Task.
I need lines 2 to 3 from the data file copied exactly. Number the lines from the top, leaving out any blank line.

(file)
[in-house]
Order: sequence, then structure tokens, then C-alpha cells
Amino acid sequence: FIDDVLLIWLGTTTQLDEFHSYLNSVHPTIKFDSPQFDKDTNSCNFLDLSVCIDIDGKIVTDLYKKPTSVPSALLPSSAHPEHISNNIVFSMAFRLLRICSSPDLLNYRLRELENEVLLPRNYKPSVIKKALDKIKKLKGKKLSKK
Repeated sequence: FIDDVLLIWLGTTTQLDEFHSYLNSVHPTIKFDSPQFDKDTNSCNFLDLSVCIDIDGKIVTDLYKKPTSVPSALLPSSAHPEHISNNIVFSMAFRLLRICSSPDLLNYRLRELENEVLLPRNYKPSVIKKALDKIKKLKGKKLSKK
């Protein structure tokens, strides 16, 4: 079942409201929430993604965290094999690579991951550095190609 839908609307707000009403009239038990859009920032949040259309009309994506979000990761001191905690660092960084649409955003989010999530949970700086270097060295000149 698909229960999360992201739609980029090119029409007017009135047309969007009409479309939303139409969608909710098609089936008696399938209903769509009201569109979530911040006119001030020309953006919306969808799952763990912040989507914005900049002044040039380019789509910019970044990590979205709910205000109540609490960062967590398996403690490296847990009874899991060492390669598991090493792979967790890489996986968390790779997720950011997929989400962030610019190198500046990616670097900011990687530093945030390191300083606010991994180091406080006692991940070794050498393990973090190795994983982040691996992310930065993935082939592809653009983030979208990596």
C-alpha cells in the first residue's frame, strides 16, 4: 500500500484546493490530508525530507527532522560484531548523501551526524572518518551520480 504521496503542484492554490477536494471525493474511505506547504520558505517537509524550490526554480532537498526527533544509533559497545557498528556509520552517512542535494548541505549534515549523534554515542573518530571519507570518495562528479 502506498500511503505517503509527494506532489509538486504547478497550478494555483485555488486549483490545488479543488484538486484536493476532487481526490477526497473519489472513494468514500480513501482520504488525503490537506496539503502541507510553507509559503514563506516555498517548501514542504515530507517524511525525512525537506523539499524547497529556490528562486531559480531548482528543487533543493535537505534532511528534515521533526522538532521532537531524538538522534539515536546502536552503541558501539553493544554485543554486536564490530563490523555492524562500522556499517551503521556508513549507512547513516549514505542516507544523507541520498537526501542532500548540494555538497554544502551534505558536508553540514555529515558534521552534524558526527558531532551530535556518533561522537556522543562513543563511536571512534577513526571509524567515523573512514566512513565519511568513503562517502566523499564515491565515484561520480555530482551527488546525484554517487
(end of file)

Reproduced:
Order: sequence, then structure tokens, then C-alpha cells
Amino acid sequence: FIDDVLLIWLGTTTQLDEFHSYLNSVHPTIKFDSPQFDKDTNSCNFLDLSVCIDIDGKIVTDLYKKPTSVPSALLPSSAHPEHISNNIVFSMAFRLLRICSSPDLLNYRLRELENEVLLPRNYKPSVIKKALDKIKKLKGKKLSKK